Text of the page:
As You Like It vs of Mice and Men vs the Rabbits(Belonging)
As you like it/Of Mice and Men/The Rabbits An individual affiliation with others and a sense of connection to an environment influence an individual’s experience of belonging. William Shakespeare exposes the consequences of such associations through a pastoral funny, ironically manipulating the plotline and characters in his 1599 play “As You Like It”. John Steinbeck’s 1937 novelette “Of Mice and Guy” brightens concurrent components of belonging, showing how a feeling of connection may give rise to satisfaction, through the contrasting suitables and the relationships the characters hold.
John Marsden and Shaun Tan’s 1998 image book “The Rabbits” can likewise be analyzed in similar light, with the authors using an allegoric storyline to convey indicating to their audience Belonging derived from personal interactions is typically a driving force in the life of a private, and offers an unique kind of security and happiness. The opening lines of “As you like it” see Orlando in a space of alienation as the filial turbulence common in his relationship with Oliver is exposed.
Shakespeare employs animal imagery to supply proof of Orlando’s pain, relating his treatment to that of an “ox”, and the “breading of a horse”. Orlando’s frustration forces him to “lay his hands” on Oliver, stage direction utilized to improve the impact of Orlando’s suffering. The dialogue changes from verse to prose, when Rosalind is conversing with Celia, the colloquialism signifying the sense of convenience felt by Rosalind in the business of Celia. Contrastingly, in each of the bros’ cases, the existing blood relationship appears to have no particular significance.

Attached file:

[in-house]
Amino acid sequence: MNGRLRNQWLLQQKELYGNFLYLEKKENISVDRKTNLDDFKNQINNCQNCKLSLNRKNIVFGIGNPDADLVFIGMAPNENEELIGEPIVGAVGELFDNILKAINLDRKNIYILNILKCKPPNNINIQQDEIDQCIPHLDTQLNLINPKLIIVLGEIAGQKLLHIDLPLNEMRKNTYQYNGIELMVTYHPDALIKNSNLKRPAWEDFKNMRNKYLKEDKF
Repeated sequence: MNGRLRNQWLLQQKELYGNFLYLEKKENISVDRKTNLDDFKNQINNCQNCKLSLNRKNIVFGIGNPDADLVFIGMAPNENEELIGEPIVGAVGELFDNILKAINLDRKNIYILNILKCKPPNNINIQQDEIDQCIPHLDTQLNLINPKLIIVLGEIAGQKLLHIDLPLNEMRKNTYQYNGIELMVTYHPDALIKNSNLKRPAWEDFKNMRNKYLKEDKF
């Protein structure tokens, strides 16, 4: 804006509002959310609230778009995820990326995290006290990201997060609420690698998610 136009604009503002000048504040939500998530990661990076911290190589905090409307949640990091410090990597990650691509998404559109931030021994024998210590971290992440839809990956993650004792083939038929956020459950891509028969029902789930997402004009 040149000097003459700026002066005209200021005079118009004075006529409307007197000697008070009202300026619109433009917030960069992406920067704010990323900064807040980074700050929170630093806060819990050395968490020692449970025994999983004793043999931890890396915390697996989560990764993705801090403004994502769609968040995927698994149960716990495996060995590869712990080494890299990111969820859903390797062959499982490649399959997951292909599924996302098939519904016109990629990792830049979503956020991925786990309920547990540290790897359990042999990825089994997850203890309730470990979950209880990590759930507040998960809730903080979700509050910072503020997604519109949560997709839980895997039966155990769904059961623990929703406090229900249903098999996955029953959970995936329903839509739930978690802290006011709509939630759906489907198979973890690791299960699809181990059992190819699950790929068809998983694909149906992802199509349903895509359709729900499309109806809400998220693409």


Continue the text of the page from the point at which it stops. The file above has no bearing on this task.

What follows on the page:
Through the use of relationships, Shakespeare establishes a continuum of parallel plots, which as a romantic funny convention bind the play, and enhance comical tension and confusion by including complication enabling him to entertain both Elizabethan and contemporary audiences. (180) The security provided by fellowship may inculcate a higher sense of contentment in people. Simply as Orlando, Rosalind and Celia exercise a sense of comfort within their surrounding relationships, Steinbeck establishes the concept of connection through the representation of the affectionate symbiosis f the two lead characters and their brotherly mutual issue in the opening description when the two guys emerge together. Paradoxically however, the opening picture of the green swimming pool by the river promises tranquility, but likewise serves as the background for Lennie’s violent death. In the final chapter, George is characteristically conveyed to have incredible trouble bringing himself to shoot Lennie, no matter Lennie’s oblivion.